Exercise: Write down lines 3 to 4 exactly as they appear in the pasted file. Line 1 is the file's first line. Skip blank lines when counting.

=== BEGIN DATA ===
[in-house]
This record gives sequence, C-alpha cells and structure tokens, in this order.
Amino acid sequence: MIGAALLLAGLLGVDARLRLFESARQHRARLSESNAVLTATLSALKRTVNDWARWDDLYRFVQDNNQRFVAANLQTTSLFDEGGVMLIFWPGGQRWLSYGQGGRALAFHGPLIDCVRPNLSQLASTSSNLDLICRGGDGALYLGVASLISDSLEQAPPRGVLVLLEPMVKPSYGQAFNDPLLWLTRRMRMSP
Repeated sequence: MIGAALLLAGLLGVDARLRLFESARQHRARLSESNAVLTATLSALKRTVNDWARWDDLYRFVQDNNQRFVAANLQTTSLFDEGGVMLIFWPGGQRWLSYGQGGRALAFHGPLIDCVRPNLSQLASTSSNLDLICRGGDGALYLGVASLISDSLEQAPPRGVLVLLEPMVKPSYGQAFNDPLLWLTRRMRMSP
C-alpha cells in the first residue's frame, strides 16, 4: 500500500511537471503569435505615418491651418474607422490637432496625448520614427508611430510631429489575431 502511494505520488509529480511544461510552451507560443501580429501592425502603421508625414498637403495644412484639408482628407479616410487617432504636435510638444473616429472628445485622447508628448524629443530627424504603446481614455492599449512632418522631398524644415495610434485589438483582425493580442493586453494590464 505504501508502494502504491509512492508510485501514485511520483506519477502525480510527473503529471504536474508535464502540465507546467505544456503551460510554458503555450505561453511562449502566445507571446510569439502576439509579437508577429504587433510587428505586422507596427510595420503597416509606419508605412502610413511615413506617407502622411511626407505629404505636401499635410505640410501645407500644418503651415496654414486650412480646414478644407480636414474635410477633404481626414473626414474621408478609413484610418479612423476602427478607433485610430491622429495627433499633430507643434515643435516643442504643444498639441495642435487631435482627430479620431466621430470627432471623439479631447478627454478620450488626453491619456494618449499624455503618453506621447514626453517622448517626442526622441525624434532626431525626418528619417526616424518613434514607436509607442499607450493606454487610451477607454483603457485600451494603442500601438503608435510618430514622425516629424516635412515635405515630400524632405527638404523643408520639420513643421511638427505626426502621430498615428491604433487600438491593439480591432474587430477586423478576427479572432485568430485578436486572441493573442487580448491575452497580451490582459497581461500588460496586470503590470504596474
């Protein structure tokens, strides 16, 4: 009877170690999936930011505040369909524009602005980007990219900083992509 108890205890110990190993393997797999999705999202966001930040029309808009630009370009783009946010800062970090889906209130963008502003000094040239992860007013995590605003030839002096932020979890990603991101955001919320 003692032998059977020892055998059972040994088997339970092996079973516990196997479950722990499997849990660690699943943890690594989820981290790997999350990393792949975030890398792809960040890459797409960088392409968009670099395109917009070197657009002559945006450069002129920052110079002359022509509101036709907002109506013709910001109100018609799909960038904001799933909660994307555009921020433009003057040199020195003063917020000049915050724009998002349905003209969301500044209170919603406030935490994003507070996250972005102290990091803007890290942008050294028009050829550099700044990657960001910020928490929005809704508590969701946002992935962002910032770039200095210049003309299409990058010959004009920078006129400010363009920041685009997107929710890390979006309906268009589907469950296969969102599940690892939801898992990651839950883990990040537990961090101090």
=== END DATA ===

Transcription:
Amino acid sequence: MIGAALLLAGLLGVDARLRLFESARQHRARLSESNAVLTATLSALKRTVNDWARWDDLYRFVQDNNQRFVAANLQTTSLFDEGGVMLIFWPGGQRWLSYGQGGRALAFHGPLIDCVRPNLSQLASTSSNLDLICRGGDGALYLGVASLISDSLEQAPPRGVLVLLEPMVKPSYGQAFNDPLLWLTRRMRMSP
Repeated sequence: MIGAALLLAGLLGVDARLRLFESARQHRARLSESNAVLTATLSALKRTVNDWARWDDLYRFVQDNNQRFVAANLQTTSLFDEGGVMLIFWPGGQRWLSYGQGGRALAFHGPLIDCVRPNLSQLASTSSNLDLICRGGDGALYLGVASLISDSLEQAPPRGVLVLLEPMVKPSYGQAFNDPLLWLTRRMRMSP